Lysine acetylation is an important post-translational modification in cell signaling. In acetylome studies, a high-quality pan-acetyl-lysine antibody is key to successful enrichment of acetylated peptides for subsequent mass spectrometry analysis. Here we show an alternative method to generate polyclonal pan-acetyl-lysine antibodies using a synthesized random library of acetylated peptides as the antigen. Our antibodies are tested to be specific for acetyl-lysine peptides/proteins via ELISA and dot blot. When pooled, five of our antibodies show broad reactivity to acetyl-lysine peptides, complementing a commercial antibody in terms of peptide coverage. The consensus sequence of peptides bound by our antibody cocktail differs slightly from that of the commercial antibody. Lastly, our antibodies are tested in a proof-of-concept to analyze the acetylome of HEK293 cells. In total we identified 1557 acetylated peptides from 416 proteins. We thus demonstrated that our antibodies are well-qualified for acetylome studies and can complement existing commercial antibodies.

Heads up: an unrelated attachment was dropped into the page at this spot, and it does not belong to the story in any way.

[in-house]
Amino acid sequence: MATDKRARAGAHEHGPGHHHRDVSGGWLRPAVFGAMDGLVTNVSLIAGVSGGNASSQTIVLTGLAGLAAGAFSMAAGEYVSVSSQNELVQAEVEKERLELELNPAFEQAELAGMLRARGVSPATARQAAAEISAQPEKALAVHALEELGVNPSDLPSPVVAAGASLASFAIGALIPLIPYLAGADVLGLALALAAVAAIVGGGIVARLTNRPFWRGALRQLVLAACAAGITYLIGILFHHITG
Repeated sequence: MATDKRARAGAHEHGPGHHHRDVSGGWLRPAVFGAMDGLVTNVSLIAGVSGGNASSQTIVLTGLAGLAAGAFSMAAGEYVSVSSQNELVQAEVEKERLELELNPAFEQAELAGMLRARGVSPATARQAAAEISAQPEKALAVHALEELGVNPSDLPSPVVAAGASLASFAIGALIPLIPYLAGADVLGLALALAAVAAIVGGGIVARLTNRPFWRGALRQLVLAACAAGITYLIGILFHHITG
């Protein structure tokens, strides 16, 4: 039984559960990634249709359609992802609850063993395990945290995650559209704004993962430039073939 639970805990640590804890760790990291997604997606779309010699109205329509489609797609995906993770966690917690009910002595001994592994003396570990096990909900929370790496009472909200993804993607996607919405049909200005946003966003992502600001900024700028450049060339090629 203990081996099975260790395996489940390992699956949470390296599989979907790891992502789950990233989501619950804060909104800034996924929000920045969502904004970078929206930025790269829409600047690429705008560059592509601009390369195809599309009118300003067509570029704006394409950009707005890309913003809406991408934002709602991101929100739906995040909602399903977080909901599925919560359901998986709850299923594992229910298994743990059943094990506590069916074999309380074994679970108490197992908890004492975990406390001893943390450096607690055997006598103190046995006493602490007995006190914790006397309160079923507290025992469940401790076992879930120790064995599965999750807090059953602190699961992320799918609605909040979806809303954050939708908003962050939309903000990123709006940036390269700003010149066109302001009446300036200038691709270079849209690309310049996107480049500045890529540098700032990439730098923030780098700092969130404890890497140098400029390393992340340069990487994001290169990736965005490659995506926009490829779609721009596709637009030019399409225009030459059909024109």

20. Global analysis of lysine acetylation in strawberry leaves

    PubMed Central

    Fang, Xianping; Chen, Wenyue; Zhao, Yun; Ruan, Songlin; Zhang, Hengmu; Yan, Chengqi; Jin, Liang; Cao, Lingling; Zhu, Jun; Ma, Huasheng; Cheng, Zhongyi

    2015-01-01